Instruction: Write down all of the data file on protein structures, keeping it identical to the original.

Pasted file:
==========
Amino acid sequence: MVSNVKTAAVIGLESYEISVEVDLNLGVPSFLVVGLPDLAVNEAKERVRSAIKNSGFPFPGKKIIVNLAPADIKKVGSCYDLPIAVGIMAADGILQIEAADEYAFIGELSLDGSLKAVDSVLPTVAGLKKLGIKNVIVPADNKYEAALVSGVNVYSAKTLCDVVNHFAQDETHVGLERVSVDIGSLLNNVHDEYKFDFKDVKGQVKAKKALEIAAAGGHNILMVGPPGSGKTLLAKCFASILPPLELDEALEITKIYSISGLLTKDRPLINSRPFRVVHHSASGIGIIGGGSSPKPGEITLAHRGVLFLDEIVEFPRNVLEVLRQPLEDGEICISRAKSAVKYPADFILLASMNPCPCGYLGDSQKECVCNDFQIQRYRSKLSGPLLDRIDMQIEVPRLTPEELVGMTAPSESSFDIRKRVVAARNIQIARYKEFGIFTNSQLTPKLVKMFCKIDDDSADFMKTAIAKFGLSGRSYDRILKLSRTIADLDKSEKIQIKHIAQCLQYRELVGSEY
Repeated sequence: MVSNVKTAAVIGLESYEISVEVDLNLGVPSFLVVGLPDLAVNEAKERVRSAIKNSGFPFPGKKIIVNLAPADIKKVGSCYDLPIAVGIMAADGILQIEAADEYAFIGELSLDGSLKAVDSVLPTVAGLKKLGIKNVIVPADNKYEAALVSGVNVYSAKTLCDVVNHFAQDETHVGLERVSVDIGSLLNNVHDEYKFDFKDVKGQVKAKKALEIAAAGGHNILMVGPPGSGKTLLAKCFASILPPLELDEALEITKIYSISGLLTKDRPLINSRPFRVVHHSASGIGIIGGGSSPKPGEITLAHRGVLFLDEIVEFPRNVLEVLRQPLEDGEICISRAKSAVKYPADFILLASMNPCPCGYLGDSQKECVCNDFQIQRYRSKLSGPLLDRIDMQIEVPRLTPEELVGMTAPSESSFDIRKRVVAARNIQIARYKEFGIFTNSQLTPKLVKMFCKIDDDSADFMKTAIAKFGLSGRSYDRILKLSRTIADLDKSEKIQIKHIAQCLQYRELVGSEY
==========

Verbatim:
Amino acid sequence: MVSNVKTAAVIGLESYEISVEVDLNLGVPSFLVVGLPDLAVNEAKERVRSAIKNSGFPFPGKKIIVNLAPADIKKVGSCYDLPIAVGIMAADGILQIEAADEYAFIGELSLDGSLKAVDSVLPTVAGLKKLGIKNVIVPADNKYEAALVSGVNVYSAKTLCDVVNHFAQDETHVGLERVSVDIGSLLNNVHDEYKFDFKDVKGQVKAKKALEIAAAGGHNILMVGPPGSGKTLLAKCFASILPPLELDEALEITKIYSISGLLTKDRPLINSRPFRVVHHSASGIGIIGGGSSPKPGEITLAHRGVLFLDEIVEFPRNVLEVLRQPLEDGEICISRAKSAVKYPADFILLASMNPCPCGYLGDSQKECVCNDFQIQRYRSKLSGPLLDRIDMQIEVPRLTPEELVGMTAPSESSFDIRKRVVAARNIQIARYKEFGIFTNSQLTPKLVKMFCKIDDDSADFMKTAIAKFGLSGRSYDRILKLSRTIADLDKSEKIQIKHIAQCLQYRELVGSEY
Repeated sequence: MVSNVKTAAVIGLESYEISVEVDLNLGVPSFLVVGLPDLAVNEAKERVRSAIKNSGFPFPGKKIIVNLAPADIKKVGSCYDLPIAVGIMAADGILQIEAADEYAFIGELSLDGSLKAVDSVLPTVAGLKKLGIKNVIVPADNKYEAALVSGVNVYSAKTLCDVVNHFAQDETHVGLERVSVDIGSLLNNVHDEYKFDFKDVKGQVKAKKALEIAAAGGHNILMVGPPGSGKTLLAKCFASILPPLELDEALEITKIYSISGLLTKDRPLINSRPFRVVHHSASGIGIIGGGSSPKPGEITLAHRGVLFLDEIVEFPRNVLEVLRQPLEDGEICISRAKSAVKYPADFILLASMNPCPCGYLGDSQKECVCNDFQIQRYRSKLSGPLLDRIDMQIEVPRLTPEELVGMTAPSESSFDIRKRVVAARNIQIARYKEFGIFTNSQLTPKLVKMFCKIDDDSADFMKTAIAKFGLSGRSYDRILKLSRTIADLDKSEKIQIKHIAQCLQYRELVGSEY